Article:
I feel bad for new cartridges. By and large, they are greeted with the same warmth that a guy in tennis whites gets when entering a biker bar. You can practically hear the record player needle skid across the vinyl whenever another whiz-bang round is announced.
While this reflexive hostility can be a bit excessive—just post “I love the 6.5 Creedmoor” on social media to ignite a virtual bonfire of rage—I understand the skepticism.
Filter out the hot emotion, and you’re left with a valid question: What actual purpose does a new round serve?
In the case of the GAP 6mm GT, the goal is to strike a balance between the precision rifle cartridges that bracket it and address their shortcomings.
On the one side is the larger 6mm Creedmoor; on the other are the 6mm Benchrest variants and their kin that have become the darlings of the moment among PRS and NRL shooters. These include the 6 BR, 6 BRX, 6 BRA, 6 BRDX, 6 XC, 6 Dasher, and a couple of others I’m probably forgetting about.
This might seem like much ado about nothing. Who cares if the 6 GT threads the needle between these cartridges? For most shooters, that’s a valid observation. But in the hyper-competitive precision rifle world, any new round that promises—and can deliver—a quantifiable competitive edge deserves a closer look. Even for those hunters and shooters who don’t follow precision rifle trends, the end result might be a versatile, general-purpose round for predators, varmints, and smaller big game should any of the major ammunition companies jump on board.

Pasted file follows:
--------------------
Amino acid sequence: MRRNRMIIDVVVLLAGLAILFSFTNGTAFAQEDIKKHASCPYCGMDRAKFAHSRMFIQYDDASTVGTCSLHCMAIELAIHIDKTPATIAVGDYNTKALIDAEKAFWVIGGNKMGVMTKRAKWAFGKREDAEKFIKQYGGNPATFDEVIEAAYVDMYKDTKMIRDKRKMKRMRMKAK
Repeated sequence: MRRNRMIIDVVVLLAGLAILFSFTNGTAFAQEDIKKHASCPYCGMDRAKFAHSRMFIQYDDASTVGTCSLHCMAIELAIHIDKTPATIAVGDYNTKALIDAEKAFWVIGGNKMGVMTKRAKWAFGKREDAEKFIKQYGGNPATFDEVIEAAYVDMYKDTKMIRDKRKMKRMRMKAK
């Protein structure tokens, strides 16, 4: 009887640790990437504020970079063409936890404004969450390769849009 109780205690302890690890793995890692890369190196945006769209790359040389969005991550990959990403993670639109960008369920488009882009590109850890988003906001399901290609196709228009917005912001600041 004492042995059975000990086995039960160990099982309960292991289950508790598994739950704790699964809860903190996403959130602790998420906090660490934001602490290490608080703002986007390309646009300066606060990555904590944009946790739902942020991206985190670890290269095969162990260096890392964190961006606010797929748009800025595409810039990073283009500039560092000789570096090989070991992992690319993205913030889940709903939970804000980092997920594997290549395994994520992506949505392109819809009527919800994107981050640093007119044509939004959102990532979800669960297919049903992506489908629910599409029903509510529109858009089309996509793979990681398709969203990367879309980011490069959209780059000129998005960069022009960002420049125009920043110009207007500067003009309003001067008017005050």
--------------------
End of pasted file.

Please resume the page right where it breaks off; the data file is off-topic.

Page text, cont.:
Now, the shortcomings I mentioned with the current crop of cartridges come with an important caveat: All of them are capable of impressive accuracy and, with few exceptions, will shoot better than whoever is behind the trigger.
That said, the precision rifle game is one of details, and it is here that you’ll find flaws with each of these various 6mm rounds.
For a while, the 6 Creedmoor ruled the roost, and it is still a hell of a cartridge, both for competition and hunting. But shooters who have experience with both this round and the 6mm BR—which is one of the most accurate cartridges in existence (bettered only by the 6 PPC and 22 PPC)—found they couldn’t control the Creed’s muzzle velocity the same way they could the 6 BR’s. This is expressed in terms of the extreme spread (ES) of measured velocities of a shot string that’s been chronographed, and the standard deviation (SD) of that data.
Ultrasmall single-digit ESs have become the new quarter-inch group among the keyboard commandos, with shooters posting pictures of their chronograph’s readouts. As such, you should take them with a grain of salt. How many rounds were in that group? How many shots were deleted from the string to get those results? Will those reloads deliver that more than once? You get the picture.
There’s a practical limit to how consistently one can get the 6 Creed to shoot. In my case, loading on a heavily modified Dillon XL 650, the best I could consistently manage were SDs of 9 to 12, with ESs of 25 to 30 fps over 10 shots. I could do better loading on a single-stage press, but because of the need to jam out hundreds of rounds in relatively short order for my matches, a progressive press was the only real option.